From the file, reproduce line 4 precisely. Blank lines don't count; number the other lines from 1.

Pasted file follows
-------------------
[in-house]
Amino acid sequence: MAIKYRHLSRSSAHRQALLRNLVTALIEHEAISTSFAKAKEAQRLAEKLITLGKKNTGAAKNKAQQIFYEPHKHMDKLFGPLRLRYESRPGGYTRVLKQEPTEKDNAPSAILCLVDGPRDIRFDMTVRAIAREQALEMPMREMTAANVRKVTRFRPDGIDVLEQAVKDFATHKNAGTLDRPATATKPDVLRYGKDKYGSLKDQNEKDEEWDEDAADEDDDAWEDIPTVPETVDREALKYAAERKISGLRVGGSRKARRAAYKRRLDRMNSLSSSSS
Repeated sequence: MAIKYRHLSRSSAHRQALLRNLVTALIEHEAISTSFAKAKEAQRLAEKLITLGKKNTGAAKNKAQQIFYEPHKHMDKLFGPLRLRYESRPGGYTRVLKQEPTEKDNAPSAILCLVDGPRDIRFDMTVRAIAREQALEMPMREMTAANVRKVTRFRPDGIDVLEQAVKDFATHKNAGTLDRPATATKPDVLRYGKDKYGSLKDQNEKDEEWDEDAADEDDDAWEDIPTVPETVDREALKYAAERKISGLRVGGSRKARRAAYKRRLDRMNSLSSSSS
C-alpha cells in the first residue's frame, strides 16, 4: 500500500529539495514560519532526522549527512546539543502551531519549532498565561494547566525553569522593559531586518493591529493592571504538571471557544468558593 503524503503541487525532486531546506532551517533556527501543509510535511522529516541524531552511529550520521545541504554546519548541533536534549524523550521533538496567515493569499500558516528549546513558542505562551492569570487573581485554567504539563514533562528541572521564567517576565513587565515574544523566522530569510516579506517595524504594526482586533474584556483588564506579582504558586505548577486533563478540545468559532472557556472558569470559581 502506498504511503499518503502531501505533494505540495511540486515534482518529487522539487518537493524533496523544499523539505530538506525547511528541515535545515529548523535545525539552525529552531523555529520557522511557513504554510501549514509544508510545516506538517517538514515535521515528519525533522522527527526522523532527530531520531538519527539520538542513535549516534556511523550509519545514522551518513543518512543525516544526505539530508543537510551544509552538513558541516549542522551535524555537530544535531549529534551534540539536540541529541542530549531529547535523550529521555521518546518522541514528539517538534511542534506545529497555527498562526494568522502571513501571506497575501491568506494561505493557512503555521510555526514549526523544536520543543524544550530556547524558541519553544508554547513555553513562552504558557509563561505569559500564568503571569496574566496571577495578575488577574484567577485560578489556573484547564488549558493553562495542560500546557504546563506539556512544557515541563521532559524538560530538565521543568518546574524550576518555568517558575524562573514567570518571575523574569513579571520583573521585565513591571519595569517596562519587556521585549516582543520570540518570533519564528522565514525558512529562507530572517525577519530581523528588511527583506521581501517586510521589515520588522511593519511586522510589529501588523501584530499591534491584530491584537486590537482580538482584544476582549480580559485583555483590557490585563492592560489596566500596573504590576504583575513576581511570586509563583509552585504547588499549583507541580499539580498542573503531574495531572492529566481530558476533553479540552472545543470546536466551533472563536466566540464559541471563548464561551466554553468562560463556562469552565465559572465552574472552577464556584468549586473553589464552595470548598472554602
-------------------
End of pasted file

C-alpha cells in the first residue's frame, strides 16, 4: 500500500529539495514560519532526522549527512546539543502551531519549532498565561494547566525553569522593559531586518493591529493592571504538571471557544468558593 503524503503541487525532486531546506532551517533556527501543509510535511522529516541524531552511529550520521545541504554546519548541533536534549524523550521533538496567515493569499500558516528549546513558542505562551492569570487573581485554567504539563514533562528541572521564567517576565513587565515574544523566522530569510516579506517595524504594526482586533474584556483588564506579582504558586505548577486533563478540545468559532472557556472558569470559581 502506498504511503499518503502531501505533494505540495511540486515534482518529487522539487518537493524533496523544499523539505530538506525547511528541515535545515529548523535545525539552525529552531523555529520557522511557513504554510501549514509544508510545516506538517517538514515535521515528519525533522522527527526522523532527530531520531538519527539520538542513535549516534556511523550509519545514522551518513543518512543525516544526505539530508543537510551544509552538513558541516549542522551535524555537530544535531549529534551534540539536540541529541542530549531529547535523550529521555521518546518522541514528539517538534511542534506545529497555527498562526494568522502571513501571506497575501491568506494561505493557512503555521510555526514549526523544536520543543524544550530556547524558541519553544508554547513555553513562552504558557509563561505569559500564568503571569496574566496571577495578575488577574484567577485560578489556573484547564488549558493553562495542560500546557504546563506539556512544557515541563521532559524538560530538565521543568518546574524550576518555568517558575524562573514567570518571575523574569513579571520583573521585565513591571519595569517596562519587556521585549516582543520570540518570533519564528522565514525558512529562507530572517525577519530581523528588511527583506521581501517586510521589515520588522511593519511586522510589529501588523501584530499591534491584530491584537486590537482580538482584544476582549480580559485583555483590557490585563492592560489596566500596573504590576504583575513576581511570586509563583509552585504547588499549583507541580499539580498542573503531574495531572492529566481530558476533553479540552472545543470546536466551533472563536466566540464559541471563548464561551466554553468562560463556562469552565465559572465552574472552577464556584468549586473553589464552595470548598472554602